You can secure yourself a penalty; it is most practical if you name all anchor texts as “read on” or “click here.” You save time and nerves very cleverly and do not have to come up with a speaking link text for every further link. It is tedious enough to include a sufficient number of keywords in the text; you can then leave the link texts just five.
If your fingers are itching and have to be a meaningful link text, at least do yourself a favour and use the same anchor text for all external content links. Then all the spam bells ring on Google. The search engine can certainly not sufficiently evaluate the linked HTML page content, and the penalty is within reach.
As the icing on the cake, you can mess up the user experience if you use the same or meaningless link texts everywhere. The troubled website visitor is guaranteed to find their way around much more difficult. If the anchor text is “here” or “read on” everywhere, you can be sure that not only the Google bot will pull its hair out, but also the user – and will leave your website faster than you can look. Declining visitor numbers also contribute to the fact that your website ranks poorly – yay!
5.Optimize only for the desktop – no mobile-first
In Europe, around 38 percent of all websites were accessed from a smartphone last year, not from the desktop. So it is obvious to optimize the website for mobile devices and not just for the good old computer at home.
The winged expression here is “mobile first.” With the Mobile-First Index, the Google bot evaluates search results based on its information on the mobile version of a website. If this mobile version is completely missing, the bot is offended and penalizes your desktop version. Google relativized the statement when the index was introduced and claimed that not all websites would be converted to the new method immediately. But if you want to be sure of catching a penalty now or at least in the future, don’t hesitate to keep optimizing your website for desktop only.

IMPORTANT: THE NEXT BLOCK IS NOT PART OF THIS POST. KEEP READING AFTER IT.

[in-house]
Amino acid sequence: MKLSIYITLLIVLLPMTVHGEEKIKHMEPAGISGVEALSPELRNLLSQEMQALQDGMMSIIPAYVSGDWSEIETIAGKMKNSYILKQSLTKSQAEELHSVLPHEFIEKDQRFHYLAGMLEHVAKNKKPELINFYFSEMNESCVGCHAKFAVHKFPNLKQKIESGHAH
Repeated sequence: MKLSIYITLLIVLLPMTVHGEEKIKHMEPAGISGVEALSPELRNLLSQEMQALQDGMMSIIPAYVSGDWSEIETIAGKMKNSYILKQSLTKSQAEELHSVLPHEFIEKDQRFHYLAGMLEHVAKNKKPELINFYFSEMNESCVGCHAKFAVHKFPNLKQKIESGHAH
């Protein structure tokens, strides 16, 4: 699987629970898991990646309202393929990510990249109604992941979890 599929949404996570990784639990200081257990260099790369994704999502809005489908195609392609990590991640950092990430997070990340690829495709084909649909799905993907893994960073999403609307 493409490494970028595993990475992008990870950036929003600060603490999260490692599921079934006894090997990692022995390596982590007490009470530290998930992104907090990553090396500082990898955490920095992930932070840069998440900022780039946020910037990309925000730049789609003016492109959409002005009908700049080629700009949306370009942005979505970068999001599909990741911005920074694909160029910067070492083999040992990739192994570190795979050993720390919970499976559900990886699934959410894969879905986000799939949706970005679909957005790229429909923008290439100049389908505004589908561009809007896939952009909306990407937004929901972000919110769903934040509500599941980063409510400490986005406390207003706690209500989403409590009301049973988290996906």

Can’t keep your feet still and insist on a mobile version? Even then, we can provide you with tips on how you can always do as poorly as possible and, above all, annoy the user, who – as already mentioned – can also contribute to the ranking with a lot or little traffic. You create the mobile version first; then, it costs absolutely no additional effort to transfer this version to the desktop without any adjustment. Your visitors will surely be annoyed by meaningless burger icons, annoying pop-up menus and top-right navigation (instead of left, as you would expect on the desktop). All dissatisfied, goal achieved!
6.Over-optimization: Lots of old SEO camels in one place
Strictly speaking, over-optimizing a website in Google’s eyes is a combination of the already presented measures and which will penalize you. However, Google has created its type of penalty for precisely this combination: the Over Optimization Penalty. Anyone who carries out excessive SEO measures gets one on the lid.
The measures that you will undoubtedly ride into an Over Optimization Penalty include, above all, keyword stuffing, hidden links and large-scale link exchange. But you can also reliably get into a mess with the internal page structure if, for example, you use the H1 several times on a page because you think: a lot helps a lot.
In general, we can advise you: If you continuously attach more importance to SEO than to the user, you can be sure that Google will resent you. If you only think about algorithms and technology and neglect the user, you had evil cards in 2020. SEO with blinders doesn’t make anyone happy except for those who want to end up in search engines.
7.Away from the window: bridging sides and misleading redirects